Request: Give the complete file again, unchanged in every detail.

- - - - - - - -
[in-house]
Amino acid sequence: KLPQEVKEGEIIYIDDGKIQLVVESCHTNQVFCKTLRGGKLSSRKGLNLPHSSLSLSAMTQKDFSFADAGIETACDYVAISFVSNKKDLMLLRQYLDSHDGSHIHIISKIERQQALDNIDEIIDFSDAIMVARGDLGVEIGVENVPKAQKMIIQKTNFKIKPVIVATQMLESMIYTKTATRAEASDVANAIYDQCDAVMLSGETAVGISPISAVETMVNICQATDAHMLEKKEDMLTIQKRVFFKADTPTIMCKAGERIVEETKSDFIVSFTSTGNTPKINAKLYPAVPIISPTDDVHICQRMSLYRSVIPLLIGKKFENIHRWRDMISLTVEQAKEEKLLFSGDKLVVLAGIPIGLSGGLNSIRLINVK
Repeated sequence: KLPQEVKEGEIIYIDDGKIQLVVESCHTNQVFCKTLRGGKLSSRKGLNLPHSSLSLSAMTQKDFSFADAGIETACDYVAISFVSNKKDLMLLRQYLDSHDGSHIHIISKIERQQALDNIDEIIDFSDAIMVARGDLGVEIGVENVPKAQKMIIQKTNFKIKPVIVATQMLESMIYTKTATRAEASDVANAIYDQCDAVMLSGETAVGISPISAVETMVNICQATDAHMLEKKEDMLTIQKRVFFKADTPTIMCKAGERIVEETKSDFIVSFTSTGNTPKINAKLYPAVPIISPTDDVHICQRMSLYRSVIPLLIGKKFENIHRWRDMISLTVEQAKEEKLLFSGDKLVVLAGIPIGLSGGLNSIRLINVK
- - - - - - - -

[in-house]
Amino acid sequence: KLPQEVKEGEIIYIDDGKIQLVVESCHTNQVFCKTLRGGKLSSRKGLNLPHSSLSLSAMTQKDFSFADAGIETACDYVAISFVSNKKDLMLLRQYLDSHDGSHIHIISKIERQQALDNIDEIIDFSDAIMVARGDLGVEIGVENVPKAQKMIIQKTNFKIKPVIVATQMLESMIYTKTATRAEASDVANAIYDQCDAVMLSGETAVGISPISAVETMVNICQATDAHMLEKKEDMLTIQKRVFFKADTPTIMCKAGERIVEETKSDFIVSFTSTGNTPKINAKLYPAVPIISPTDDVHICQRMSLYRSVIPLLIGKKFENIHRWRDMISLTVEQAKEEKLLFSGDKLVVLAGIPIGLSGGLNSIRLINVK
Repeated sequence: KLPQEVKEGEIIYIDDGKIQLVVESCHTNQVFCKTLRGGKLSSRKGLNLPHSSLSLSAMTQKDFSFADAGIETACDYVAISFVSNKKDLMLLRQYLDSHDGSHIHIISKIERQQALDNIDEIIDFSDAIMVARGDLGVEIGVENVPKAQKMIIQKTNFKIKPVIVATQMLESMIYTKTATRAEASDVANAIYDQCDAVMLSGETAVGISPISAVETMVNICQATDAHMLEKKEDMLTIQKRVFFKADTPTIMCKAGERIVEETKSDFIVSFTSTGNTPKINAKLYPAVPIISPTDDVHICQRMSLYRSVIPLLIGKKFENIHRWRDMISLTVEQAKEEKLLFSGDKLVVLAGIPIGLSGGLNSIRLINVK